Executive Vice President & Chief of Innovation
Environmental Systems Design, Chicago
When building a city within a city, creating a centralized district cooling plant is more energy efficient, cost-effective and sustainable than constructing individual plants at each building. By analyzing real-life data from various projects worldwide, a theoretical energy model can be developed to test this hypothesis through simulation.
Energy efficiency increases with larger, more efficient equipment and a centralized district cooling plant operates with a stable load profile, rather than responding to individual building load spikes. The installed cooling capacity reduces greatly, given that the centralized plant can account for significant diversity, which results in lower equipment and installation costs, economies of scale, easier centralized maintenance, and additional usable area at each building, among other benefits.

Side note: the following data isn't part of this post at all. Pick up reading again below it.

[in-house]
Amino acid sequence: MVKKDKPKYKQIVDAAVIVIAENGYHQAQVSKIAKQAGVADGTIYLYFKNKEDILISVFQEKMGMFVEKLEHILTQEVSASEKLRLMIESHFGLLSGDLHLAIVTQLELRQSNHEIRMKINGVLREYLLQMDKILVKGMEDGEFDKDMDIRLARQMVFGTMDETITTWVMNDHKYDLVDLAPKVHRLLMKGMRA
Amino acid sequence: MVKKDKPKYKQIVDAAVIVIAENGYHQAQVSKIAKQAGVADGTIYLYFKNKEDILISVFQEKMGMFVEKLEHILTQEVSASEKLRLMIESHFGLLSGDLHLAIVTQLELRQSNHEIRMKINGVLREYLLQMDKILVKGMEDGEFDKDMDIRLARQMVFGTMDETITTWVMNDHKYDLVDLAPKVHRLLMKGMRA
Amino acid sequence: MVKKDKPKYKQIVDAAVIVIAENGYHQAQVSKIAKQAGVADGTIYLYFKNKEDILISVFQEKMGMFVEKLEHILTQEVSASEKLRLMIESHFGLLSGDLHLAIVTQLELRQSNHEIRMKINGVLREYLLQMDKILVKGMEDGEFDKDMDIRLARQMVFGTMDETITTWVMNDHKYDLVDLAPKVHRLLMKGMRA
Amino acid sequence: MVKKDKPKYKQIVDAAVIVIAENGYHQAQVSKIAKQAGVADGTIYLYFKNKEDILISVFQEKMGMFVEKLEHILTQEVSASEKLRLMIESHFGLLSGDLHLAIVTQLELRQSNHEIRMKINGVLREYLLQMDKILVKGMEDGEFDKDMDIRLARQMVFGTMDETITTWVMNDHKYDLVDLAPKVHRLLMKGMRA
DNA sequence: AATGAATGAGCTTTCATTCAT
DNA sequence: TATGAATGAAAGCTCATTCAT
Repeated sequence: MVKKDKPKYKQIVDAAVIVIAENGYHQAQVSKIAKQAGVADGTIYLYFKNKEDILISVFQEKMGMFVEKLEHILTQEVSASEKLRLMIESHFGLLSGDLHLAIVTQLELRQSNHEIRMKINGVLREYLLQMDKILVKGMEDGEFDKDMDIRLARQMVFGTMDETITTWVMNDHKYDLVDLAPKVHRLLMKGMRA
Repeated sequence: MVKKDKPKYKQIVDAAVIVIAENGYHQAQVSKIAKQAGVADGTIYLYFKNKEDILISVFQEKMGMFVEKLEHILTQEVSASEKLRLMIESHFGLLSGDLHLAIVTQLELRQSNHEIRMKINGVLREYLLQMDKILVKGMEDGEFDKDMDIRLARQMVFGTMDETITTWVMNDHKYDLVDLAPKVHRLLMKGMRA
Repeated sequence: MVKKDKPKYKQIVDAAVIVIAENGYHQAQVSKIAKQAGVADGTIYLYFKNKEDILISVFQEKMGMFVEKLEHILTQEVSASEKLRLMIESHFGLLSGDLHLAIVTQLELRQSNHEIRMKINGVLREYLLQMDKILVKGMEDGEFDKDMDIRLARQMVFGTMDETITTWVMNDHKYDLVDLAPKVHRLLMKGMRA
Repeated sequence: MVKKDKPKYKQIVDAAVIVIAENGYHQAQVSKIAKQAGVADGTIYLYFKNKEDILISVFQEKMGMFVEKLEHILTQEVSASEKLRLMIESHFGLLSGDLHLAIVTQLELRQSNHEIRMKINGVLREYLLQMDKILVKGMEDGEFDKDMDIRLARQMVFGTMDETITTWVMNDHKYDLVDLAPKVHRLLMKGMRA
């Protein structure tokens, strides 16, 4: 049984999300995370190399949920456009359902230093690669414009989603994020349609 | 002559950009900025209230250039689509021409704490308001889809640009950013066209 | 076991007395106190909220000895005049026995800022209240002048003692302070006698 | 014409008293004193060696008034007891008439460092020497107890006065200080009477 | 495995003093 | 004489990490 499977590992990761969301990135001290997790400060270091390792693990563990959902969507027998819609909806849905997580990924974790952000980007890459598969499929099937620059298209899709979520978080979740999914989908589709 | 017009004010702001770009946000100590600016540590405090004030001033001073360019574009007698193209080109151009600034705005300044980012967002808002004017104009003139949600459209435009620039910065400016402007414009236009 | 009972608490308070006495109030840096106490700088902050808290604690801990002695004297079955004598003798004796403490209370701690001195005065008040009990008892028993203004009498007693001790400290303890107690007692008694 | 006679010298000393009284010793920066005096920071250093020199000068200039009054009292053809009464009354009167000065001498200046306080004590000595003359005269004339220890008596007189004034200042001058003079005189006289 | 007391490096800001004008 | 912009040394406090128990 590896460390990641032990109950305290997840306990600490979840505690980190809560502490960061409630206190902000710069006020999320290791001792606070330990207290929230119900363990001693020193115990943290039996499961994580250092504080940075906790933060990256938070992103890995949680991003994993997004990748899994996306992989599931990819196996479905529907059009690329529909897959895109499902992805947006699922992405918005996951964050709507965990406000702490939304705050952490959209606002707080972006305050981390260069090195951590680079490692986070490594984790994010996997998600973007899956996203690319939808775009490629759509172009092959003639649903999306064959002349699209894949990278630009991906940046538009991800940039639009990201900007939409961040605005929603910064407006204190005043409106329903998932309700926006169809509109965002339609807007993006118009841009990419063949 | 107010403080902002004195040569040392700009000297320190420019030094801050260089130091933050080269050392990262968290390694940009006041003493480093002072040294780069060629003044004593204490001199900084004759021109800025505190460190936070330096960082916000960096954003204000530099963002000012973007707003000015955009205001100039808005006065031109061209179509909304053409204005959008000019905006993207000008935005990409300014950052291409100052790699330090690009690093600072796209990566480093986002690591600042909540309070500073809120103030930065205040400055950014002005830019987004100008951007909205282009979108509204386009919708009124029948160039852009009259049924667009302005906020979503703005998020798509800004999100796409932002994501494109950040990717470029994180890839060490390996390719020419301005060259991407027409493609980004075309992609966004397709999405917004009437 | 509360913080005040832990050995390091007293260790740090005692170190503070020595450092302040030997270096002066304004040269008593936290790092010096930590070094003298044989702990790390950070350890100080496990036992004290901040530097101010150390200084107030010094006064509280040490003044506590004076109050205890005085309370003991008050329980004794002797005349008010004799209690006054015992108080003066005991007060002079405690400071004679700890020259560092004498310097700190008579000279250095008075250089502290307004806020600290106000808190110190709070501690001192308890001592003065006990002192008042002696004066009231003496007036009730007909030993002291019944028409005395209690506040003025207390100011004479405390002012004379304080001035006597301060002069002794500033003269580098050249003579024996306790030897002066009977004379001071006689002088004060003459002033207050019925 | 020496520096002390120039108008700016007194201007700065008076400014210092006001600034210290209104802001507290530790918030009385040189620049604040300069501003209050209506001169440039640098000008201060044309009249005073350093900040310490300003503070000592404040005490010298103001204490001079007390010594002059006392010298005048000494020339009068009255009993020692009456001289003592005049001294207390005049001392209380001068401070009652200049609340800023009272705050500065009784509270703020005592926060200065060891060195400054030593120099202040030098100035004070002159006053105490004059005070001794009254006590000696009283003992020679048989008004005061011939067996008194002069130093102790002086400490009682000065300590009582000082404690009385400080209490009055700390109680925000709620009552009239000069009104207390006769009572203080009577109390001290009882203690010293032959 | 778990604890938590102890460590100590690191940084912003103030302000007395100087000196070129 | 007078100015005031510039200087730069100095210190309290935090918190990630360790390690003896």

This presentation assesses how much more efficient a centralized district cooling plant is and how much installed capacity can be reduced compared to individual plants. The presentation also defines best-practice approaches based on simulations of centralized plant variations including climate, operating temperatures, thermal storage and proximity to the site. District plants can facilitate a 10-20 percent reduction in installed cooling capacity, or up to a 50 percent reduction if thermal storage is utilized, which can help lead to a more sustainable future in the world’s largest cities.